The Gift that Keeps on Giving…
Do you often feel run down and overwhelmed by the seemingly nonstop treadmill of life? Do you find yourself overcome by a relentless desire to reach for another cup of coffee or other stimulant to help get you through the day, all the while knowing that this will only make you feel worse in the end?
Restorative yoga, a yin-based practice touted for its calming and relaxing effects, may constitute a healthy outlet for the adrenaline seekers looking for a way to slow down and recharge. And, there are other restorative yoga benefits that would serve us as well. A restorative practice is an ideal segue into a traditional meditation practice for both the novice and expert meditator alike, and provides balance to the more yang-oriented practices such as vinyasa or power yoga.
The physical health benefits: Weight and stress management
The physical health benefits of restorative yoga have recently taken the stage within the scientific community, giving us even more of a reason to bask in this slower-paced practice.
Research is now backing what the yoga community has known anecdotally about the benefits of restorative yoga poses. A recent study from the University of California, San Diego showed that overweight women who practiced restorative yoga had a notable reduction in subcutaneous fat around the midsection, relative to a group of women who engaged in regular stretching. Increased abdominal fat is often a byproduct of chronic stress. When experiencing high levels of stress over time, cortisol (a stress hormone) levels will increase, affecting our metabolism and storage of abdominal fat. Restorative yoga functions to dial down the sympathetic nervous system’s fight-or-flight response, the place we react from when feeling overwhelmed and unable to cope with the many demands of our lives. Using props to maintain the longer held poses creates a suitable environment for the parasympathetic nervous system (PNS), the relaxation response, to respond and counteract the increased levels of cortisol. Forward bends in a restorative sequence can involve placing the forehead on a block for head support. This action naturally puts pressure on the spot between the eyebrows, which helps to stimulate the vagus nerve. This nerve connects to the PNS, ultimately functioning to promote relaxation, digestion, and sleep–all of which are fundamental to overall health and well-being.
A segue into a traditional meditation practice
A restorative practice can support the process of becoming intimate with our internal landscape, allowing us to more fully connect with our true nature and intuition.
The place we dwell the most is in our minds, and according to scientists, our nervous system is rigged to fixate on the idea that something may go wrong. This is otherwise referred to as the negativity bias-our minds are like velcro for difficult or negative experiences and teflon for positive experiences. A restorative practice with its long held poses offers us the opportunity to sit with these negative experiences, and notice the arising and falling of associated thoughts, feelings, and emotions. Further, the practice allows us to stay connected with breath during these emotionally turbulent times, versus reacting to the negative thought patterns. A byproduct of this process is that we can begin to utilize the breath as a vehicle by which to meet and work through the discomfort with a curious, open, and nonjudgmental mind. The opportunity to step into this experiential laboratory can be mind blowing and is not always possible in a fast-paced flow class. And, these skills are directly translatable to a sitting meditation practice.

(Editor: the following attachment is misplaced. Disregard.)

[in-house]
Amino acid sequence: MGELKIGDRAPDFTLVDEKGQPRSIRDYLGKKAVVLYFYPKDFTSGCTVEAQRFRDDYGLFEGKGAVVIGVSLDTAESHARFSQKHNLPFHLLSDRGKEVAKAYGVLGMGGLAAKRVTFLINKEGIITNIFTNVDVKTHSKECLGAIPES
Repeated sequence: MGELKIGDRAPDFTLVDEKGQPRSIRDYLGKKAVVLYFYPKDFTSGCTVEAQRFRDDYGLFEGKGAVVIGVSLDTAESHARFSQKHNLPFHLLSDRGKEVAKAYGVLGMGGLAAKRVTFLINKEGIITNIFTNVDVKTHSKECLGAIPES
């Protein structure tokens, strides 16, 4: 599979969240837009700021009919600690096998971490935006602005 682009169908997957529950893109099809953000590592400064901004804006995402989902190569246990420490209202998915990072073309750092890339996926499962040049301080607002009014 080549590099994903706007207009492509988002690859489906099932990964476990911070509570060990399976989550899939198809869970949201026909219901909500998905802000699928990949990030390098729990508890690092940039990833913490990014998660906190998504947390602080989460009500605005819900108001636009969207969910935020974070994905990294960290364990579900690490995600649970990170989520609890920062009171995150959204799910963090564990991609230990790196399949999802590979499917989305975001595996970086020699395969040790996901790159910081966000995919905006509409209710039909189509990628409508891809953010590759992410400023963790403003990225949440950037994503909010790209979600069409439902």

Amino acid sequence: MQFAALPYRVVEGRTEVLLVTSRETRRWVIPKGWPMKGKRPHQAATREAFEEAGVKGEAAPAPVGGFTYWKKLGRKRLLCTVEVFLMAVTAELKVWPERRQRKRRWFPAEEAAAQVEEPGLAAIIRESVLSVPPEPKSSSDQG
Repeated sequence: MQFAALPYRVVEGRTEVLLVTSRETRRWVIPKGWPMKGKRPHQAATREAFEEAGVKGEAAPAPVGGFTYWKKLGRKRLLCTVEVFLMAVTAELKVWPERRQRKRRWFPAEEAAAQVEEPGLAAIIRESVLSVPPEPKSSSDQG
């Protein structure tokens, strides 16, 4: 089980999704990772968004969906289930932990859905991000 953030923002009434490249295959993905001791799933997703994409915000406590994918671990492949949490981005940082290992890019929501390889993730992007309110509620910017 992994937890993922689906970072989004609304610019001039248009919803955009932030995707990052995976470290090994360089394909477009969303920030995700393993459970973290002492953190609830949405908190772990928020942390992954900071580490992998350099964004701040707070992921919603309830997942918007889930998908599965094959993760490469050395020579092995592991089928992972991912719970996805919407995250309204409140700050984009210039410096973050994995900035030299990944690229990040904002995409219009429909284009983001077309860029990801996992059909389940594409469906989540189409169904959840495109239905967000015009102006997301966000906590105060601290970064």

A great complement to your yang-oriented practice
Whether you practice restorative yoga online with videos or at your local yoga studio, this slower-paced yin practice can be a great complement to the rigorous, fast-paced yang practices.
On the face of it, a restorative practice may appear less strenuous and perhaps even boring. A 60-minute class is generally constructed around 5 to 7 poses that are held anywhere between 5 to 10 minutes. Your body is held in particular shapes with the support of props, including bolsters, blocks, and blankets. Indeed, a restorative practice is in fact physically less rigorous. Nonetheless, the mental aspects are far more challenging and rewarding! When we step into a slower, less movement-oriented practice, we have the tendency to want to do more physically, and to engage our minds to fight against the experience unfolding in the moment. In restorative, you are forced to confront the habits of your mind for longer periods of time without the physical distraction of moving from one asana to the next. The reward though is that, over time, you become intimate with these habits and with this newfound knowledge can make informed decisions about where you choose to let your mind rest from moment to moment.
So, whether you are in search of a respite from the fast-paced treadmill of life, looking for a way to begin or bolster your sitting meditation practice, or want to find a balance with your yang-driven practice, restorative yoga is the gift that keeps on giving.